The U.S. Civil War from 1861-1865 resulted in a forging of a second constitution that in time transformed the structures of American governance. With the passage of the Fourteenth Amendment, the nation recast the relationship between the state and subordinated people.
H-CivWar is H-Net's network on scholarship, teaching, and outreach on the history of the American Civil War.
I, and three other historians, are looking for scholars interested in discussing their research on Civil War Era memory at the annual Great Lakes History Conference in Grand Rapids, Michigan on October 20-21, 2017. This is a panel discussion, not a traditional paper reading session. Here is the URL for the Call for Papers http://www.gvsu.edu/cms4/asset/9E782360-0ED2-FA2D-B30B3834A11B87FF/on_top_of_the_world_glh...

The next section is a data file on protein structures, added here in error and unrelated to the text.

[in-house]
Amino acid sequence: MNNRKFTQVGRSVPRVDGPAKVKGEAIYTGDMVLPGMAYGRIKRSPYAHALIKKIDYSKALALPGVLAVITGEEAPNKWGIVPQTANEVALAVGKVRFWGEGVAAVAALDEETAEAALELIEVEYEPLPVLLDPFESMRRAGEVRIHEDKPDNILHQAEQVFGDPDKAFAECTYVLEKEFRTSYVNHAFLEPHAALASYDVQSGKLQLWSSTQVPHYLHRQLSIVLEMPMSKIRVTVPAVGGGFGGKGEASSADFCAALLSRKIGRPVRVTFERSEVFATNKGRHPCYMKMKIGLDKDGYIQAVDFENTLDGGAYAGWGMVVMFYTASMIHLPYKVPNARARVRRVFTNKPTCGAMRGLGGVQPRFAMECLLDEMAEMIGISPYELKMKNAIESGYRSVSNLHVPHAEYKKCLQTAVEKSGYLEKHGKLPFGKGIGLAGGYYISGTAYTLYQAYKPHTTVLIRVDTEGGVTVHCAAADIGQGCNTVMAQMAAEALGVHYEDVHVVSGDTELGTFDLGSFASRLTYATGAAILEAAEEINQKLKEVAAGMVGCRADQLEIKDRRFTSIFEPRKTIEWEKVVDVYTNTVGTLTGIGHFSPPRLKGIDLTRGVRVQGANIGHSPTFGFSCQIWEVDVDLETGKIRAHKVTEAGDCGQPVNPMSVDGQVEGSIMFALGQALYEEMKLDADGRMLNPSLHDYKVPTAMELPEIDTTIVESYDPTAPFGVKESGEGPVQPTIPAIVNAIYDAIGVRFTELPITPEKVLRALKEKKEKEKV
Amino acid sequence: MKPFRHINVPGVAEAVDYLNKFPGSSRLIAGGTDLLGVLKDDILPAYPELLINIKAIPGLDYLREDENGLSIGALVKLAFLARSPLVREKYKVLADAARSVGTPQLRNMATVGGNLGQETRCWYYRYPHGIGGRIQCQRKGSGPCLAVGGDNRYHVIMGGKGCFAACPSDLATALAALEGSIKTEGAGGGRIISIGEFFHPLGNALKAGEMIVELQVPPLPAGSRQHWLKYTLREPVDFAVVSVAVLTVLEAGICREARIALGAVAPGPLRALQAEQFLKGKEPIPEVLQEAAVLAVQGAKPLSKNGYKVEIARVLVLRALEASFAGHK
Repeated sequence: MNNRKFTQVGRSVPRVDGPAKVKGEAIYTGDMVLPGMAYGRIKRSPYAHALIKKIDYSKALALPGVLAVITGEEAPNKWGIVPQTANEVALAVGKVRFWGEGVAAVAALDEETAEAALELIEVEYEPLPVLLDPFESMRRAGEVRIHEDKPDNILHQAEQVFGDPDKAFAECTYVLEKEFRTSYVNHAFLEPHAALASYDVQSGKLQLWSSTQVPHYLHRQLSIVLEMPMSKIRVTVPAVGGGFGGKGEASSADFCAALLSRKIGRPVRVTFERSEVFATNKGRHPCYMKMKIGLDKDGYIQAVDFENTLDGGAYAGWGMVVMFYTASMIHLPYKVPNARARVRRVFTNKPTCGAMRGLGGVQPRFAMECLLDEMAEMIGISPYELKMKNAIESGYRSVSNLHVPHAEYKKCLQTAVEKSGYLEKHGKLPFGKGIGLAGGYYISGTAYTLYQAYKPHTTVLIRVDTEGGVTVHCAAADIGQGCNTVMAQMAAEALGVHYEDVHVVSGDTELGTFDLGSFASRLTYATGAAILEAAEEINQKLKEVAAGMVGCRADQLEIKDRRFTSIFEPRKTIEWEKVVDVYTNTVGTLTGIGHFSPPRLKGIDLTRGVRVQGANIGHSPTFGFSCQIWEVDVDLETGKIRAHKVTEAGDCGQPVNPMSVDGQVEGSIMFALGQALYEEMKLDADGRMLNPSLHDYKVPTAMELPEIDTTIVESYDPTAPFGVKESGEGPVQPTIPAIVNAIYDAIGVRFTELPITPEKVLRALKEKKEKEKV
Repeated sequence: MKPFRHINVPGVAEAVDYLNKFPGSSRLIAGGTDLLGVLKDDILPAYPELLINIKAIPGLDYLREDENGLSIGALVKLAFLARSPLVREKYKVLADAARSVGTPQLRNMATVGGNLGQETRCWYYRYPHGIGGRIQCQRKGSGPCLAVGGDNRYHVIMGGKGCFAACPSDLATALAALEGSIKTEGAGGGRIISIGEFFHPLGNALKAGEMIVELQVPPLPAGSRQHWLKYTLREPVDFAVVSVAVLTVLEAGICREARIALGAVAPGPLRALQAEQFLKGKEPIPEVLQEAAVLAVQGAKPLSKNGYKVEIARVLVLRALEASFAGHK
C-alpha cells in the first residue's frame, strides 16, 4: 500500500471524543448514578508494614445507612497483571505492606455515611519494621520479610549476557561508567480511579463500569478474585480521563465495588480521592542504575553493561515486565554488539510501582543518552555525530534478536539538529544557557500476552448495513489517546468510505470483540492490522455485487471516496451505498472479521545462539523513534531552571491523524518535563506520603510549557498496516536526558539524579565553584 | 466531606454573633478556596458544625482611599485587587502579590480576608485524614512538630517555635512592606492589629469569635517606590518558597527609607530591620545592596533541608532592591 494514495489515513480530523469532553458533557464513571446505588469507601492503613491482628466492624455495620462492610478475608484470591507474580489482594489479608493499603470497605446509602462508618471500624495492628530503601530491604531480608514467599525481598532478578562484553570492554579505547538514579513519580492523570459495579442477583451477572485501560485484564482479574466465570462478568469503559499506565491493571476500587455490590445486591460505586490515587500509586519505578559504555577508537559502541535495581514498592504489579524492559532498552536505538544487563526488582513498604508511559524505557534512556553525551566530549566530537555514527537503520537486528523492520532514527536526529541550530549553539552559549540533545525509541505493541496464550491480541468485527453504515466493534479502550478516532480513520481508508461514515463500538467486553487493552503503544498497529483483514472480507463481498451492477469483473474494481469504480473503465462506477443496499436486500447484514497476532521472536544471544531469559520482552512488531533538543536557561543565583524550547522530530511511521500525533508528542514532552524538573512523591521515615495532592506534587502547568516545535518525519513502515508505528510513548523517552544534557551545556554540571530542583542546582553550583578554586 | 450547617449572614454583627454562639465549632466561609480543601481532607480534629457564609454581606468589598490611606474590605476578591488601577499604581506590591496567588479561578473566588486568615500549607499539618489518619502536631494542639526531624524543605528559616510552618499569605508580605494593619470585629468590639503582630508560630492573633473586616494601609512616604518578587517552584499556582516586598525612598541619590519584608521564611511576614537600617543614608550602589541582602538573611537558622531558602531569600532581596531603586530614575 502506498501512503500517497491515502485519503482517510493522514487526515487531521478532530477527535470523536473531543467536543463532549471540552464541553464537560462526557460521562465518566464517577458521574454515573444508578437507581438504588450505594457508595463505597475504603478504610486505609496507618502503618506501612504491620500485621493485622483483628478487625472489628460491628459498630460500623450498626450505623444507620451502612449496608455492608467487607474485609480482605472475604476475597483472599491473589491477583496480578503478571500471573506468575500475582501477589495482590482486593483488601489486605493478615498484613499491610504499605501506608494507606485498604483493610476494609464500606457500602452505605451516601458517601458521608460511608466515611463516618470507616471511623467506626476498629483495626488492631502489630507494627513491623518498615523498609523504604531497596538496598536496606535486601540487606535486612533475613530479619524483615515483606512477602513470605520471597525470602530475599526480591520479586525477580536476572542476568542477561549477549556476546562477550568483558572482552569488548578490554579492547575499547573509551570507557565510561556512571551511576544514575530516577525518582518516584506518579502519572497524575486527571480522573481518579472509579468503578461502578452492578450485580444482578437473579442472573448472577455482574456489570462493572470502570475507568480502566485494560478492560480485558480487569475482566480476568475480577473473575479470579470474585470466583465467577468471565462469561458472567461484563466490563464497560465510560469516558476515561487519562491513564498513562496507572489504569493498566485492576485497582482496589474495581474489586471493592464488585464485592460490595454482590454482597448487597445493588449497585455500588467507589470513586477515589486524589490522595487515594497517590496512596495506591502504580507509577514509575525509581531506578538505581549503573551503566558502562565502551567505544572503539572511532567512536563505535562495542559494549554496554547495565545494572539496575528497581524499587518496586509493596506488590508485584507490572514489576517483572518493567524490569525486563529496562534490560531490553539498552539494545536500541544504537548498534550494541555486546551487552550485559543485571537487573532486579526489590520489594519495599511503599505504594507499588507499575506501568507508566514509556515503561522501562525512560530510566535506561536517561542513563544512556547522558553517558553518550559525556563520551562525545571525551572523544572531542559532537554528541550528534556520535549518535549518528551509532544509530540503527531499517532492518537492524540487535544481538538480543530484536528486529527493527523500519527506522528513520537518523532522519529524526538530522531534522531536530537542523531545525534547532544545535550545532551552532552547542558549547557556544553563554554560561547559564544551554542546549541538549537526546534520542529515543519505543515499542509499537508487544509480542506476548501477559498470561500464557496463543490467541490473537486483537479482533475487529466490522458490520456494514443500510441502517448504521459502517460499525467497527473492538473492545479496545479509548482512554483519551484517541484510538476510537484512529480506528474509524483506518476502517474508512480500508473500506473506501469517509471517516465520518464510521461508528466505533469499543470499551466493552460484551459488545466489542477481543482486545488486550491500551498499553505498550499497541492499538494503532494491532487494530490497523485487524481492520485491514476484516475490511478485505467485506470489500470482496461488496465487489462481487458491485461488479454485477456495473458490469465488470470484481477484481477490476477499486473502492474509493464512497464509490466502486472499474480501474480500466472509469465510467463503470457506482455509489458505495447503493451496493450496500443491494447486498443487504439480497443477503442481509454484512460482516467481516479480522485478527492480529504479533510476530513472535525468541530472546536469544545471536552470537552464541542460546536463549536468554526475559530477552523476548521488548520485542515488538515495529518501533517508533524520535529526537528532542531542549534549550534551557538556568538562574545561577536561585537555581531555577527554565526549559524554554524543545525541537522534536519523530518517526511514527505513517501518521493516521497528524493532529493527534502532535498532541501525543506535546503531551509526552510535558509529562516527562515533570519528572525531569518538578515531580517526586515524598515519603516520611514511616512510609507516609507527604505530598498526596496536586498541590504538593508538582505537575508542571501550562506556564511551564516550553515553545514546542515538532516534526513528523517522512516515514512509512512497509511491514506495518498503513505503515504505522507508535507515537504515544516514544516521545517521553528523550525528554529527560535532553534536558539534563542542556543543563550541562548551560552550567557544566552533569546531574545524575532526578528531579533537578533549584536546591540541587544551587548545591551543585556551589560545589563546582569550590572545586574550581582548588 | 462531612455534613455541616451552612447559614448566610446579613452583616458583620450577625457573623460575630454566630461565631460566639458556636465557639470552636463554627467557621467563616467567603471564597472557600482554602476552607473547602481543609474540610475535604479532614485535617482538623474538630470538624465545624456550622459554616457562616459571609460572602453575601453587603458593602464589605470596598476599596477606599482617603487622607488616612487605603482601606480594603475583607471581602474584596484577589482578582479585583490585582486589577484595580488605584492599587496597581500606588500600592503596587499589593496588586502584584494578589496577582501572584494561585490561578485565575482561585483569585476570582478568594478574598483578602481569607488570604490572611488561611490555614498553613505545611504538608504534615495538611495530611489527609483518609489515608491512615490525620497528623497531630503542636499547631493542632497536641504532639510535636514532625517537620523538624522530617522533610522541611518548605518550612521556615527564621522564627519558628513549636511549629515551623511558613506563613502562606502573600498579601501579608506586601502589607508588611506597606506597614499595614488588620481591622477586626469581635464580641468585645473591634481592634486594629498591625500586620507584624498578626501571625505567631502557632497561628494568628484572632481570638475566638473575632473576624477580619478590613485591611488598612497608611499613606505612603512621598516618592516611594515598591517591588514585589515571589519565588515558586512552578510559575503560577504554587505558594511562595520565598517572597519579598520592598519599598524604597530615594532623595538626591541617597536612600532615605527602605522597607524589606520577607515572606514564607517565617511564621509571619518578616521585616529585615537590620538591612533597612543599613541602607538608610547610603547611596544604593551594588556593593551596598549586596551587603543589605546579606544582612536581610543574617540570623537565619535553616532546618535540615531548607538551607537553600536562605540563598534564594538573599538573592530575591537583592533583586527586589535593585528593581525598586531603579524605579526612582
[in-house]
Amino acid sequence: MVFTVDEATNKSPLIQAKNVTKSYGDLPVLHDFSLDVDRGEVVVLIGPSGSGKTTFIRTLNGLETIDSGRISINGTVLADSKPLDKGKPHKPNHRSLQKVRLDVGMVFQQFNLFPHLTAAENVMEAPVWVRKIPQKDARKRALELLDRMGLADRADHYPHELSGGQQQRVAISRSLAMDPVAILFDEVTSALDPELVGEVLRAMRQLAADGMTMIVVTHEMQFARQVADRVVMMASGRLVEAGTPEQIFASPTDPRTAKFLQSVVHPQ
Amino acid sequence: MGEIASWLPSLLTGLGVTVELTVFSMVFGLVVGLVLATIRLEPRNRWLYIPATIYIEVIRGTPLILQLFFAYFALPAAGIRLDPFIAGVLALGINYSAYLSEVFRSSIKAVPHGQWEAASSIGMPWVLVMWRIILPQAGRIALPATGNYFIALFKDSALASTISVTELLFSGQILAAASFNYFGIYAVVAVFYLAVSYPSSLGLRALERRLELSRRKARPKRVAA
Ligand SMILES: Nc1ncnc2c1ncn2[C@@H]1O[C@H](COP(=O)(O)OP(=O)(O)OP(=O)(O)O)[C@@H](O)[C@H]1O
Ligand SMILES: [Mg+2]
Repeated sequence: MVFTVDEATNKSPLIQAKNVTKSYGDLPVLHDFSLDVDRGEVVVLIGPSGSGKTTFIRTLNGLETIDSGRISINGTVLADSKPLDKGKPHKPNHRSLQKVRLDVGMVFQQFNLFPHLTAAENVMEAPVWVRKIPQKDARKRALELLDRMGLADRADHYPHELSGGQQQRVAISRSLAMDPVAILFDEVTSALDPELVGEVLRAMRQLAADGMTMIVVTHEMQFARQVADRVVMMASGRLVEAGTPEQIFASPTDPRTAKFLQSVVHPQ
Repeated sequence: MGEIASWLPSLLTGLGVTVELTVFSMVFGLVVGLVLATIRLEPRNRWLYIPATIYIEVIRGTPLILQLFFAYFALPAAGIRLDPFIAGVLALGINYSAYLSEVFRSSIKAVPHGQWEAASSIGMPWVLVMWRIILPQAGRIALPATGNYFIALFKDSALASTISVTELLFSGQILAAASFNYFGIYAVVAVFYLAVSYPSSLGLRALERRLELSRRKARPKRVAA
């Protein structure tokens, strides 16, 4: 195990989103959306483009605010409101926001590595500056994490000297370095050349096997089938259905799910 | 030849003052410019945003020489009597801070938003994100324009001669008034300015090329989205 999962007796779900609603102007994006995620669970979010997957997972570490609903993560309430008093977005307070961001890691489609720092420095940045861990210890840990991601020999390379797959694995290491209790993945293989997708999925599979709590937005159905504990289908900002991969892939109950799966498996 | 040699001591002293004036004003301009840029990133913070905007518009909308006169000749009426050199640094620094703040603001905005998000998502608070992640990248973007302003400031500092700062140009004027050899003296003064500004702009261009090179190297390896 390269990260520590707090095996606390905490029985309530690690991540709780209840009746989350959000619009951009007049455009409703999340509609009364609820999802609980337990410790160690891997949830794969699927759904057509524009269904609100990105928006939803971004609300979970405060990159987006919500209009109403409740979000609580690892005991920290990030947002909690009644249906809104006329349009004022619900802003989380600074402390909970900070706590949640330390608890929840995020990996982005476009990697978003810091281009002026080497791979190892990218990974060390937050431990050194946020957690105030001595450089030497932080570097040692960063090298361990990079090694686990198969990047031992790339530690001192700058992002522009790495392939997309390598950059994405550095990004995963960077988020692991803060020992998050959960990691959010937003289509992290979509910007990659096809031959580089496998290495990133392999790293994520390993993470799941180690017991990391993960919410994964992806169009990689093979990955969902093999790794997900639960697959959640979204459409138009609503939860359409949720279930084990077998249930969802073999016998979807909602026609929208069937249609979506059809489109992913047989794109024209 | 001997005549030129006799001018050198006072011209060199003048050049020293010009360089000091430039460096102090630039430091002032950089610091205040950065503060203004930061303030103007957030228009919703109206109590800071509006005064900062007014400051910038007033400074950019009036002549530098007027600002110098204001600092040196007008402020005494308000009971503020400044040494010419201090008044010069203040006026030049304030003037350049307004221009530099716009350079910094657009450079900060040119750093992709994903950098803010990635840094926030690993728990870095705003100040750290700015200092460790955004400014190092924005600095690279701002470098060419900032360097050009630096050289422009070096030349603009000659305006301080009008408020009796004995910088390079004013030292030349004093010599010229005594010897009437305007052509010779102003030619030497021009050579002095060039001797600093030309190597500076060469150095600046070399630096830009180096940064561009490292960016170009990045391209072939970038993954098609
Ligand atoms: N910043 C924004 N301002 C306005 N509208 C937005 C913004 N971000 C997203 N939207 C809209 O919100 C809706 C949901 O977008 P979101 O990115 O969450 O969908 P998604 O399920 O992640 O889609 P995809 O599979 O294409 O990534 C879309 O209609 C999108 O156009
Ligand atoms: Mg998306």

The Center for Civil War Research at the University of Mississippi is pleased to announce that Matthew Hulbert is the recipient of the 2017 Wiley-Silver Prize for best first book in Civil War history. Hulbert’s book, The Ghosts of Guerrilla Memory: How Civil War Bushwhackers Became Gunslingers in the American West, was published by the University of Georgia Press in 2016. It is the first book to analyze the memory of the guerrilla Civil War on the Missouri- Kansas border, connecting Confederate bushwackers to American imperialism in the west.